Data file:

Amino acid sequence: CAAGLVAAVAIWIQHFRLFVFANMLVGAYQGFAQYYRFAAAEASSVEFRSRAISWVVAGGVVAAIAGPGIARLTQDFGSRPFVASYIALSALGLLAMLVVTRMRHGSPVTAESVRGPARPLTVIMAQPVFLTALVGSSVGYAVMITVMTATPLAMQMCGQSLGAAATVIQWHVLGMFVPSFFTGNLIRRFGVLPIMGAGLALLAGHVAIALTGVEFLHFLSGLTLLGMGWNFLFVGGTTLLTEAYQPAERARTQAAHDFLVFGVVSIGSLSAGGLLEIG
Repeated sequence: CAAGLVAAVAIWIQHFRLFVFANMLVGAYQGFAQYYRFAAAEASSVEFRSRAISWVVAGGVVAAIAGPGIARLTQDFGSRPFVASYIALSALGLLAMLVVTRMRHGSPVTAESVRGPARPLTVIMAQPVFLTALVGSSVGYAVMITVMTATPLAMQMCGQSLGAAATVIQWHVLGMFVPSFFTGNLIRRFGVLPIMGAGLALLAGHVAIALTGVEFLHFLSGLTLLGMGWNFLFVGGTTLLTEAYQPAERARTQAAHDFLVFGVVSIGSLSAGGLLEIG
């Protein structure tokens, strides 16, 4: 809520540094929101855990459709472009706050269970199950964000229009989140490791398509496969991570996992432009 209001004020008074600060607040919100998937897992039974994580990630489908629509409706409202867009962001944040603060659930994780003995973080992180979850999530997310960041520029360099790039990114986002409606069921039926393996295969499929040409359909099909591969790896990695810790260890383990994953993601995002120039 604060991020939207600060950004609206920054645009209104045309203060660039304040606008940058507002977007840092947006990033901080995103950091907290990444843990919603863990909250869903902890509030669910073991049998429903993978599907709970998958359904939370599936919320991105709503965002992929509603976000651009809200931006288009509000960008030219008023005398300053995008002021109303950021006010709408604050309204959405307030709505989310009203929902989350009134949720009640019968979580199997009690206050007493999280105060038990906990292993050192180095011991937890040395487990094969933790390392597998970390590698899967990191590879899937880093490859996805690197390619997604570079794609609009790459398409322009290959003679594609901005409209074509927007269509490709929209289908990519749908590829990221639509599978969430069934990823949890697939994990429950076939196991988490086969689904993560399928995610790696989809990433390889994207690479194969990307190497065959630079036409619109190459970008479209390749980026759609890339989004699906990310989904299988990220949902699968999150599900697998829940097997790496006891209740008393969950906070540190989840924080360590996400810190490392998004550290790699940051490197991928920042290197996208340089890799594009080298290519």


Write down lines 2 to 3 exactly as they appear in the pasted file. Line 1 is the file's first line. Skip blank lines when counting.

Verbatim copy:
Repeated sequence: CAAGLVAAVAIWIQHFRLFVFANMLVGAYQGFAQYYRFAAAEASSVEFRSRAISWVVAGGVVAAIAGPGIARLTQDFGSRPFVASYIALSALGLLAMLVVTRMRHGSPVTAESVRGPARPLTVIMAQPVFLTALVGSSVGYAVMITVMTATPLAMQMCGQSLGAAATVIQWHVLGMFVPSFFTGNLIRRFGVLPIMGAGLALLAGHVAIALTGVEFLHFLSGLTLLGMGWNFLFVGGTTLLTEAYQPAERARTQAAHDFLVFGVVSIGSLSAGGLLEIG
């Protein structure tokens, strides 16, 4: 809520540094929101855990459709472009706050269970199950964000229009989140490791398509496969991570996992432009 209001004020008074600060607040919100998937897992039974994580990630489908629509409706409202867009962001944040603060659930994780003995973080992180979850999530997310960041520029360099790039990114986002409606069921039926393996295969499929040409359909099909591969790896990695810790260890383990994953993601995002120039 604060991020939207600060950004609206920054645009209104045309203060660039304040606008940058507002977007840092947006990033901080995103950091907290990444843990919603863990909250869903902890509030669910073991049998429903993978599907709970998958359904939370599936919320991105709503965002992929509603976000651009809200931006288009509000960008030219008023005398300053995008002021109303950021006010709408604050309204959405307030709505989310009203929902989350009134949720009640019968979580199997009690206050007493999280105060038990906990292993050192180095011991937890040395487990094969933790390392597998970390590698899967990191590879899937880093490859996805690197390619997604570079794609609009790459398409322009290959003679594609901005409209074509927007269509490709929209289908990519749908590829990221639509599978969430069934990823949890697939994990429950076939196991988490086969689904993560399928995610790696989809990433390889994207690479194969990307190497065959630079036409619109190459970008479209390749980026759609890339989004699906990310989904299988990220949902699968999150599900697998829940097997790496006891209740008393969950906070540190989840924080360590996400810190490392998004550290790699940051490197991928920042290197996208340089890799594009080298290519």